Two years ago, I wrote about the member mentality and the Active Citizens Continuum which describes how our perspective on community engagement can change.
When I was first introduced to active citizenship, I thought of it as “The Active Citizen” who collected all the badges for responsibility, justice, service, and social change. Becoming “The Active Citizen” seemed unattainable and certainly not sustainable while also trying to lead a happy healthy life.
Thankfully, being “The Active Citizen” isn’t what active citizenship actually is.
Now I think of active citizenship, and the whole continuum, more like a progression of eye wear. Each new stage lets me see in greater detail the connections between myself, society, the environment, and the work of social change. As I live out my active citizenship, I continue to see new layers to the world and my place in it.
Learning and engaging more with disability justice and accessibility has given me a new wavelength of active citizenship. Now that I am tuned in, I’ve been able to prioritize community and practice active citizenship in ways I never thought to before.*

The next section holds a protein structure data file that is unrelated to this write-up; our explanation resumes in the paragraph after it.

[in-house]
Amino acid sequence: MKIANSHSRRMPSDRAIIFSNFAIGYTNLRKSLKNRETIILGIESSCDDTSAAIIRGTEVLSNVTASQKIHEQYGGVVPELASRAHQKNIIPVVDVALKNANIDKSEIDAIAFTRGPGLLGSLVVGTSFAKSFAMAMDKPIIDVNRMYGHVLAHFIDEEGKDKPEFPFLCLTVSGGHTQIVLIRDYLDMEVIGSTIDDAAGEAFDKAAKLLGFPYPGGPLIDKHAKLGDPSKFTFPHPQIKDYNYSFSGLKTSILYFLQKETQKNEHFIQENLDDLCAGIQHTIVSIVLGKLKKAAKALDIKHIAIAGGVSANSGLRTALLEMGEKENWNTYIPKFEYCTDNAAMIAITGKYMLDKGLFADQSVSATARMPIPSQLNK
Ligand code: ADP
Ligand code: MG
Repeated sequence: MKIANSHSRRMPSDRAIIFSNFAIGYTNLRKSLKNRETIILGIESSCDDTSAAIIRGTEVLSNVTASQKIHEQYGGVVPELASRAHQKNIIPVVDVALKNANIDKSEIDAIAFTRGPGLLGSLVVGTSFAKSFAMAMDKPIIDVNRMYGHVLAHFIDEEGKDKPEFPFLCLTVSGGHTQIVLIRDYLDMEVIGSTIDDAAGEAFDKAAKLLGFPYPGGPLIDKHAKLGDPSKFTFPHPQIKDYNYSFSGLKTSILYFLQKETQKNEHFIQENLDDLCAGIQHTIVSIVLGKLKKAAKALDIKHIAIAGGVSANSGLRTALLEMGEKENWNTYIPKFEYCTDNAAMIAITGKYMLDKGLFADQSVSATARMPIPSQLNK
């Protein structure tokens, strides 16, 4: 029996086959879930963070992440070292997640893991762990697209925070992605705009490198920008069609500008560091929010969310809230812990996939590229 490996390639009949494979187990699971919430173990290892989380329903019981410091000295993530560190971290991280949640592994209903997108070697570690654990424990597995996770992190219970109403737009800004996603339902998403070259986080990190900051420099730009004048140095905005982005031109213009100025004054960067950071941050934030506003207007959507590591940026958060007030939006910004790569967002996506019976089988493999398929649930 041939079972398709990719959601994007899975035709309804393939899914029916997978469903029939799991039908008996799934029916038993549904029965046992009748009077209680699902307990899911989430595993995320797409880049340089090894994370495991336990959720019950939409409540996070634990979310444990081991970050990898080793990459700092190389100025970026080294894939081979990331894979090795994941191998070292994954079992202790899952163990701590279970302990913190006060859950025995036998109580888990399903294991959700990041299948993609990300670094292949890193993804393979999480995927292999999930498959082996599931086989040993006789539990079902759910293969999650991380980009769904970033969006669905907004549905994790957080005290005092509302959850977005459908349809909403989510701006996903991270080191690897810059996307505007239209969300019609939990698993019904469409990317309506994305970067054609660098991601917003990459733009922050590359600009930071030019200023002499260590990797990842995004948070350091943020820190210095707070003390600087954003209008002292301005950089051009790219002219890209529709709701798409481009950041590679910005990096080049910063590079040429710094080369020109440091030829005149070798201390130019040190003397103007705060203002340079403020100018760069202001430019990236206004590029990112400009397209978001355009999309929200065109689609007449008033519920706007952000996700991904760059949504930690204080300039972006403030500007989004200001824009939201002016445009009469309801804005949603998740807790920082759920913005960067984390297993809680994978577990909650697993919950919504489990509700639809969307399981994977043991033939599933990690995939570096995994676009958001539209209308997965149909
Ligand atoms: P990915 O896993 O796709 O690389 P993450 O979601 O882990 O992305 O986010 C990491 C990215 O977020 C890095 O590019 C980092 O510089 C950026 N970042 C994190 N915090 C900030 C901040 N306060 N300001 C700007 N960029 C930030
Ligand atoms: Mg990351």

Here are just a few examples:
- Integrating accessibility into OCE through our accessibility statement, adding default question about accommodations to all of our event registrations, and sharing disability resources with my colleagues for professional development
- Seeking out and consuming more content from disabled creators through social media (@neurodifferent, @alicatsamurai, @shan_no_nosays) and books. Some of my favorite reads include Good Kings, Bad Kings (Nussbaum), Care Work Dream Disability Justice (Piepzna-Samarasinha), Disability Visibility (Wong, ed.), and the children’s book I bought ten copies of to give to all the tiny humans in my life – We Move Together (Fritch, McGuire, Trejos).
- Asking for greater accessibility in my broader community by submitting public comments, including always asking for auto-captions to be turned on during the many Zoom presentations I attend or sharing when I encounter a physical barrier on campus.
- Facilitating opportunities to learn alongside others, like the Disability Action Book Club I led for a year
- Working with The Neurodiveristy Student Group to transform an unused study room in our office into a sensory space through an IDEA grant from W&M. If you’re on campus and haven’t visited the Sensory Space in Blow 314, come on over.
My first thought each morning isn’t how can I dismantle ableism and disability discrimination. But as I go through my day, I am using the lens of accessibility and disability justice to make decisions. This new layer to my active citizenship changes the language I use, adds new questions to my examination of the world, connects me to more people and ideas, challenges my bias and limitations, and compels me to act in new and more inclusive ways. That is what it looks like for me to prioritize community in my values and life choices.
*Yes, I realize that I switched from a visual to an auditory metaphor here.